The Impreza’s bodyshell is fairly well protected from the elements but corrosion is more of an issue as these cars age. The subframes and rear wheelarches are the most likely areas to give problems; the latter are sometimes legitimately replaced with glassfibre panels to reduce weight and permanently eradicate rust.
Significant corrosion suggests the car has been crashed; where Imprezas are concerned, impact damage is more likely than rust. The front wings bolt on, so ensure the paint around the retaining bolts is intact and check if the rivets that retain the slam panel to the inner wings have been disturbed. If they have, the car has seen some fresh panelwork since it left the factory.
The Impreza’s cabin isn’t luxurious, but it does wear well. As a result, you shouldn’t need to find replacement parts, but if any are needed you can usually find what you need on a secondhand basis.
The electrics are equally dependable, but a lot of Imprezas have been badly modified with aftermarket stereo and security systems installed, along with upgraded headlights. If the loom has been butchered there could be all sorts of problems, so look under the dash and in the engine bay for signs of bodges.
While Japan, Australia and Europe all got the MkI Impreza Turbo, North America didn’t. The Japanese, Australian and mainland European markets got their own variations, so unless specifically stated, those listed below were specific to the UK.
- 1992: The Impreza debuts in Japan, with 240bhp WRX and WRX RA leading the range.
- 1993: The Impreza is launched in Europe, although there’s no Turbo option. A revised WRX goes on sale in Japan and a new 217bhp five-door auto version is now offered.
- 1994: The STi-tuned WRX debuts in Japan, with 247bhp, a close-ratio gearbox, uprated suspension and bodywork revisions. The first Impreza Turbos, with 208bhp, are exported to the UK and Australia.
- 1995: The Series McRae edition is launched to celebrate victory in the RAC Rally, with 6.5x16 gold alloys, a sunroof and Mica Blue paint; 200 are built.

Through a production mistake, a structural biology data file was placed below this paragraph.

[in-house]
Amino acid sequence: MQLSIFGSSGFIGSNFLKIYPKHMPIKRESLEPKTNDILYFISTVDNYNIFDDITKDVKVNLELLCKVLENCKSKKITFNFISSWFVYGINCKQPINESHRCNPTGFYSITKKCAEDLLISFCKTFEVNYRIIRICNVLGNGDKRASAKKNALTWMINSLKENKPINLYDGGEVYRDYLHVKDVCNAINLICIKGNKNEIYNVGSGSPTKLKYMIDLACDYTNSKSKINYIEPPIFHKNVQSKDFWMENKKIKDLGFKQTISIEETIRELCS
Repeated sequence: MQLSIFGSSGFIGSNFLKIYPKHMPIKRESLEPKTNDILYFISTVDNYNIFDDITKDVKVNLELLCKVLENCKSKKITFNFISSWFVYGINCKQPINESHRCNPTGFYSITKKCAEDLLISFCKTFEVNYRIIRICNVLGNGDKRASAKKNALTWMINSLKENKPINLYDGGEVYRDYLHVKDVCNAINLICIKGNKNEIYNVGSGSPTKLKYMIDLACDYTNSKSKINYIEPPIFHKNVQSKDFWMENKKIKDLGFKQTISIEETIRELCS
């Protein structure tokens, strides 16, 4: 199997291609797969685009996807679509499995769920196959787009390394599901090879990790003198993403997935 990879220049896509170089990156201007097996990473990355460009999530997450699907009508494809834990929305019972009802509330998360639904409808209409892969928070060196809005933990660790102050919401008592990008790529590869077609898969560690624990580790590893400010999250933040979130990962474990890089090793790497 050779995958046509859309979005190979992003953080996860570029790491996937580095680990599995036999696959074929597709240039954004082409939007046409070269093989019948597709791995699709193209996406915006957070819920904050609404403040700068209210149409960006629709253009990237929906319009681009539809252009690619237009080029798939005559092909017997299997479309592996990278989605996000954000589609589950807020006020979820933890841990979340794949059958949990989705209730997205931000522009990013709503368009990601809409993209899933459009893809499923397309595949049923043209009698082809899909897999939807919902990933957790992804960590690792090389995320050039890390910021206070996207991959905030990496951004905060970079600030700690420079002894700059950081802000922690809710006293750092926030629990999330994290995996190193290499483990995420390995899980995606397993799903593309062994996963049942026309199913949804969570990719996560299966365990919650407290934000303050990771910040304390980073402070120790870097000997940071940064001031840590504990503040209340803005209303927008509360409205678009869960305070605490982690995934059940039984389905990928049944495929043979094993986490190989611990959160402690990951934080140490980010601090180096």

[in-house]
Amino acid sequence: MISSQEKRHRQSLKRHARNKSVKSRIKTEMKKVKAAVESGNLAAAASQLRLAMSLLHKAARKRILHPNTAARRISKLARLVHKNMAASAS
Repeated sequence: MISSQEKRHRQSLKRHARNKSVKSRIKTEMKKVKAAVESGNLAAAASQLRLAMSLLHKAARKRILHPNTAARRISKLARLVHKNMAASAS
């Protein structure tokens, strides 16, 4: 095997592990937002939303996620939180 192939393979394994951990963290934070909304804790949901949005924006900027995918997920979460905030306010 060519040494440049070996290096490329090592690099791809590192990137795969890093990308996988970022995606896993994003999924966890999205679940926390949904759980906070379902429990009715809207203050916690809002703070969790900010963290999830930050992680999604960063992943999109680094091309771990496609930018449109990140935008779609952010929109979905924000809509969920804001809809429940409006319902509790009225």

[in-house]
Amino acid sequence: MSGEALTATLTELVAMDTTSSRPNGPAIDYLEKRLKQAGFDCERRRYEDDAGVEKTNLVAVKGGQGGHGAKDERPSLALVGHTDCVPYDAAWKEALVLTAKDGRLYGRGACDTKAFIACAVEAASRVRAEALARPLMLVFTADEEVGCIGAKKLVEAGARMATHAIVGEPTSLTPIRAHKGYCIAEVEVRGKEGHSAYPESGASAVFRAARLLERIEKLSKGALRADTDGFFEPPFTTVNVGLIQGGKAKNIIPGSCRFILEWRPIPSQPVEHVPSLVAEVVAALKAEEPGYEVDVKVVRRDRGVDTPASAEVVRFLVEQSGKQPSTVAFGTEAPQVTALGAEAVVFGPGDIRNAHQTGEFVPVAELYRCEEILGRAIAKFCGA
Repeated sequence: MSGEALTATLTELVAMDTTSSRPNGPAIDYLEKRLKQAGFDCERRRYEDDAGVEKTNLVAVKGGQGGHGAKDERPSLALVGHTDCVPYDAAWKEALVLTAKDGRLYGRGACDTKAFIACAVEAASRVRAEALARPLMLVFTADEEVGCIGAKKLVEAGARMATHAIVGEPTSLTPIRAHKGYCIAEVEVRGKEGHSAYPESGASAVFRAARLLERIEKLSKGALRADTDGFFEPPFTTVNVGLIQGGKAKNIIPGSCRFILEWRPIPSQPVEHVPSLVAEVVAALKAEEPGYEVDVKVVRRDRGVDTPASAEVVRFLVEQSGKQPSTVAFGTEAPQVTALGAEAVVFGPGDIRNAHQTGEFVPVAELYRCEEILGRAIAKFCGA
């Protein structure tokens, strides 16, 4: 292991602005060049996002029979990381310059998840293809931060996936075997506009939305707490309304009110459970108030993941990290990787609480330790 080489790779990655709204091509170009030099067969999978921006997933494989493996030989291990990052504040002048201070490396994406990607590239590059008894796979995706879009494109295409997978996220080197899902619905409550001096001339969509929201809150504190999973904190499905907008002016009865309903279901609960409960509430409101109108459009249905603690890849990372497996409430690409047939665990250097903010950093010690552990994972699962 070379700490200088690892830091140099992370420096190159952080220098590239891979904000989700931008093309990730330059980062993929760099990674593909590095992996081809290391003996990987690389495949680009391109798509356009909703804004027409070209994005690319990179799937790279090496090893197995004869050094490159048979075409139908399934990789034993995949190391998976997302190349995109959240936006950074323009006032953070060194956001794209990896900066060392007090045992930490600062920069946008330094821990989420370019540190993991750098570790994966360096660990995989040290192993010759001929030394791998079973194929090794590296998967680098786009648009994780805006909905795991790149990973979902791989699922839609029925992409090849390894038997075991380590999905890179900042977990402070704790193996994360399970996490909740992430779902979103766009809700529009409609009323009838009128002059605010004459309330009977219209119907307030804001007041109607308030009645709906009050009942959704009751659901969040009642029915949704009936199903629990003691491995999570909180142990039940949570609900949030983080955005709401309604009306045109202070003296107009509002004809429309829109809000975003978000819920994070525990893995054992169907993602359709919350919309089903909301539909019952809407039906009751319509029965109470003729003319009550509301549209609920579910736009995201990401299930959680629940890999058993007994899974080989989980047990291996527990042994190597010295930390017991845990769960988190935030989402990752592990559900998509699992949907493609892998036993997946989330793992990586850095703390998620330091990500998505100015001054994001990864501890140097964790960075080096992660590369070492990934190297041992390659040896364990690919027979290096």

1996: A facelifted Impreza Turbo gets an upgraded interior, a revised nose and tail, and a torquier engine (now 214lb ft).
- 1997: The Catalunya special has black paint, air-con, gold five-spoke alloys. 200 are produced. Revisions mean a much better interior and 16” wheels.
- 1998: There’s a revised dash and the Terzo special appears with blue paint, gold alloys, air-con, remote central locking. 333 made. The Prodrive-modified 22B Type UK goes on sale, but just 16 cars are brought in. The 2.2-litre powerplant gives 276bhp, there’s beefed-up WRC-style bodywork and a £39,950 price tag; the car quickly sells out.
- 1999: A Phase II engine with revised heads means a power increase to 215bhp and a Thatcham category 1 alarm/immobiliser is now standard. The RB5 limited edition has metallic grey paint, 17in six-spoke alloys, Alcantara trim. 444 built. The P1 two-door saloon is also introduced, with 276bhp and blue paint.
- 2000: A new ‘bug-eye’ Impreza is launched.
Few of these cars have the same specification as when they left the factory. In some cases that’s not a bad thing, as with the right upgrades the Impreza can be even more impressive to drive. However, not all Imprezas are modified to a high standard so you need to pin down the extent of any modifications before buying.
The sort of thing you need to look out for are multiple changes that are incompatible with each other, engines tuned to give ludicrous amounts of power and exhausts that are deafening on a run. Also be wary of aftermarket sunroofs; factory-fit items are rare, so some owners fitted their own. Usually badly.
What you want to do with your Impreza has a big impact on which model you start with. UK cars have better corrosion protection and slightly higher gearing for more relaxed cruising. But they’re heavier, have less power and generally a weaker engine block. The JDM (Japanese Domestic Market) editions have an aluminium bonnet, some a quicker steering rack but all have more power and are better suited to upgrades. So, if you want to go crazy don’t start with a UK car.
Impreza Turbos are cheap to buy but costly to run thanks to hefty fuel, insurance and maintenance bills. If buying an import be wary, partly because establishing the car’s service history can be tricky and also because parts availability might be a nightmare. But buy wisely and anything you’ve ever owned before will pale into insignificance. The Subaru Impreza Turbo really is that good.
|Impreza WRX STi|